Old fashioned slow-cooked green beans start with bacon and canned green beans and turn into the best green beans that taste like someone’s Grandma made them.
Old Fashioned Slow Simmered Green Beans have been in my life since I was old enough to eat. The first indication a holiday feast brewing in the kitchen is the smell of bacon and onions cooking at the crack of dawn.
BACON IN GREEN BEANS
My grandmother used a spoonful of bacon grease when she cooked almost anything. She had a can of bacon grease sitting on the stove. She added to that can every time she made bacon for breakfast, which if memory serves me right was daily.
I do not use old bacon grease in my green beans.
In fact, I use new bacon cut into small pieces and fried right in the pan I am going to cook the beans in. I am going to use canned green beans too! Adding bacon will take the can taste out of green beans.
Trust me, these will not taste like canned green beans when they have finished cooking!
Once the bacon has cooked, I stick some paper towels in there to remove most of the bacon fat. Using a spoon to remove most of the fat works too. I’m just a little lazy sometimes.
The flavor is really in the little brown bits stuck to the bottom of the pan. Do not scrape them off. No worries, it won’t be stuck for too long, it will simmer its way off and make the green bean delicious.
The stuck bacon bits are necessary to produce a glorious pot liquor (or pot likker depending on where you’re from) that needs to be soaked up with cornbread or drank straight from the bowl.
You see, pot liquor isn’t reserved just for greens. My grandma used to say that all of the vitamins and good for you things were in it, but let’s face it when you start with canned beans, a good portion of the vitamins and minerals were probably washed out at the green bean factory.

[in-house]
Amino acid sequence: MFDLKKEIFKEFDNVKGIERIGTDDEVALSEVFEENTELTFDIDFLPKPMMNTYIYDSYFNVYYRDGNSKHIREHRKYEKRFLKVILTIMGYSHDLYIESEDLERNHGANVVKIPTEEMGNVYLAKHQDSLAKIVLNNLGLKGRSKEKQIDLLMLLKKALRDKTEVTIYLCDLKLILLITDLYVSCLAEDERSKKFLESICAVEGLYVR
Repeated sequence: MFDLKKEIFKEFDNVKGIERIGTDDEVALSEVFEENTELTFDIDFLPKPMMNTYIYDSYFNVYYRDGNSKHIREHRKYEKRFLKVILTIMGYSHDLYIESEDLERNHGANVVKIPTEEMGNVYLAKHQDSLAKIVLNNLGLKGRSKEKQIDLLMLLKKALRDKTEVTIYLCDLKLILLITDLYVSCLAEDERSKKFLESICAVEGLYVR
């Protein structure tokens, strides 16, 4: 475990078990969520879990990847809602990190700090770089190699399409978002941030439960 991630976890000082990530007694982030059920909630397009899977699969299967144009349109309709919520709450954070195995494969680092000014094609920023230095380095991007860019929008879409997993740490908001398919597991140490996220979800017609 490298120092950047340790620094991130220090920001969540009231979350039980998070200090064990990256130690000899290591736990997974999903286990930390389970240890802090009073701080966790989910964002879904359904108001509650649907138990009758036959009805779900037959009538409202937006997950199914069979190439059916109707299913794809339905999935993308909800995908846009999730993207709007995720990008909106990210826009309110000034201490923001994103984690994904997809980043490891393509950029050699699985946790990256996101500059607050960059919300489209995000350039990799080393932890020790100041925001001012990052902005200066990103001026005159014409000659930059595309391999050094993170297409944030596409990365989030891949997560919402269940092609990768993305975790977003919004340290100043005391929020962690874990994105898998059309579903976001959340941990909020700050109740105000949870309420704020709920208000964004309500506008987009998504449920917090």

SUBSTITUTING CANNED GREEN BEANS WITH FRESH
Canned green beans don’t have to taste like they came out of a can. When they are slow-cooked with bacon and onions, they are transformed into Southern comfort food.
If you just can’t bring yourself to use canned or have a garden full of homegrown green beans, then go ahead and substitute with fresh. I have spent my fair share of summer days sitting with my grandma or my mom snapping “string beans”.
I just prefer the texture of canned ones myself. But I guess there is probably more nutrients left when cooking with fresh.
A 28-ounce can of green beans in this recipe has about 4 cups of beans. One pound of green beans, once cleaned and cut, will provide around 3 cups of beans. I would start with 1 1/3 pounds of fresh green beans for this recipe.
To make enough green beans for a holiday meal I usually triple this recipe.
SECRET INGREDIENT FOR THE BEST GREEN BEANS
I add a small amount of lemon pepper to the simmering green beans to brighten the flavor. You may have already read in our other posts that lemon some of the top chefs’ secrets for elevating their foods.
Lemon-pepper is not necessary, but it will set this canned green beans with bacon recipe apart from all of the others you may have tried.
STORING AND REHEATING LEFTOVER GREEN BEANS WITH BACON
Leftover green beans can be stored in a covered container in the refrigerator for several days.
To reheat, place in a saucepan and reheat over medium heat, stirring occasionally until the beans are heated through.
Microwaving is also a suitable method for reheating. Place the green beans into a bowl and cover loosely with paper towels or a lid and hat on high for 1 minute. Stir the beans and heat for another minute or until the beans are heated through.
Cooked green beans can be frozen in a covered freezer-safe container for up to 3 months. For the best results, allow the green beans to thaw in the refrigerator before using the same methods as above for reheating.
More Old-Fashioned Recipes
Old Fashioned Green Beans
- Sauce Pan
- In a large saucepan placed over medium-high heat, add bacon and cook until bacon is brown.
- Reduce heat to medium. Drain off bacon grease, if desired. I use paper towels to blot out most of the fat.
- Add onions to the pan and cook while stirring, until the onions are translucent.
- Add green beans and liquid from the can. Stir to mix the bacon and onions with the green beans.
- Add 3 cans of water to the pan. More may be needed, make sure the beans are covered with water.
- Add salt and pepper to taste. Add lemon-pepper to taste if using.
- Bring green beans to a boil over high heat.
- Once boiling, reduce heat and simmer for at least 2 hours. Longer simmering is fine, just be sure to add water occasionally so beans do not dry out.
- Serve hot.
- Leftovers can be refrigerated and then reheated on the stove top over medium heat.